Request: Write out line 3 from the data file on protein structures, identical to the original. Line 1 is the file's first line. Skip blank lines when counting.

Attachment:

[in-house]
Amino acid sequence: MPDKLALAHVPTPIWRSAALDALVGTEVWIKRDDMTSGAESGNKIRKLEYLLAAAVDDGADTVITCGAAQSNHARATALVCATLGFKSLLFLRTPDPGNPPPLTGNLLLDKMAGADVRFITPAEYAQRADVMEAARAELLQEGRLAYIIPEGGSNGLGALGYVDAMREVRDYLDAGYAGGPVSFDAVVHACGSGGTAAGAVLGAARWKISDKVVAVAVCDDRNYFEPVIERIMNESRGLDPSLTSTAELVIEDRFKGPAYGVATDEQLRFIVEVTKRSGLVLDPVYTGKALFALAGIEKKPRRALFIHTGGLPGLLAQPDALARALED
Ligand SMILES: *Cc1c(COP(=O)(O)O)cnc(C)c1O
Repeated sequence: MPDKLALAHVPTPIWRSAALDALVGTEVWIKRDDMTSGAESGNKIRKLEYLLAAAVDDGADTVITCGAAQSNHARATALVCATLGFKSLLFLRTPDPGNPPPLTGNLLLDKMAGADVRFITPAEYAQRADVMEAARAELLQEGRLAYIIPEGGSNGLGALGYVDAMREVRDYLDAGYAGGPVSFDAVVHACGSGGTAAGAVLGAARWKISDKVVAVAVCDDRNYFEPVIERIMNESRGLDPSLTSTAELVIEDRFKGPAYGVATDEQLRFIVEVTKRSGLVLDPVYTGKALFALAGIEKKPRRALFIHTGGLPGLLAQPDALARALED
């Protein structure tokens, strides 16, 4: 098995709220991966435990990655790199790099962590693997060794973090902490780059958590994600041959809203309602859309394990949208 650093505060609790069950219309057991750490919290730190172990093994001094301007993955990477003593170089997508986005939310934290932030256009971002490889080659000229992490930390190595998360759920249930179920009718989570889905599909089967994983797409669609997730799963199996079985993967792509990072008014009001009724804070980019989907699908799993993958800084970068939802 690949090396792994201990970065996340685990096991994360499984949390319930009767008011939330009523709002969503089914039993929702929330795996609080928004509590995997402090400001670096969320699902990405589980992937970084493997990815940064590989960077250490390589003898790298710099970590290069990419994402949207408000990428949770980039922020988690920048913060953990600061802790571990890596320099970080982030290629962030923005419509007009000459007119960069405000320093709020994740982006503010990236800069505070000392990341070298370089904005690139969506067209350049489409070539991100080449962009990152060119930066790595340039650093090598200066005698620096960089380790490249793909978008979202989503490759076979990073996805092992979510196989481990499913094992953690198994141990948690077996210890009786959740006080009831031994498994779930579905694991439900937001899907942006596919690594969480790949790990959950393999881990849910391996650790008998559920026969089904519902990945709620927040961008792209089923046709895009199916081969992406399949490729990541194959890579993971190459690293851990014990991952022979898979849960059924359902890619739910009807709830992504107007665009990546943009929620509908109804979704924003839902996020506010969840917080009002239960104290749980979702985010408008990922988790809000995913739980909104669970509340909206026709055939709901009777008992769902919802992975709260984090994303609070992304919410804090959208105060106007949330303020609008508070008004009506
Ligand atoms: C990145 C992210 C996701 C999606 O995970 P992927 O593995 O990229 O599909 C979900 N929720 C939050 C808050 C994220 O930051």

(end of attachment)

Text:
Ligand SMILES: *Cc1c(COP(=O)(O)O)cnc(C)c1O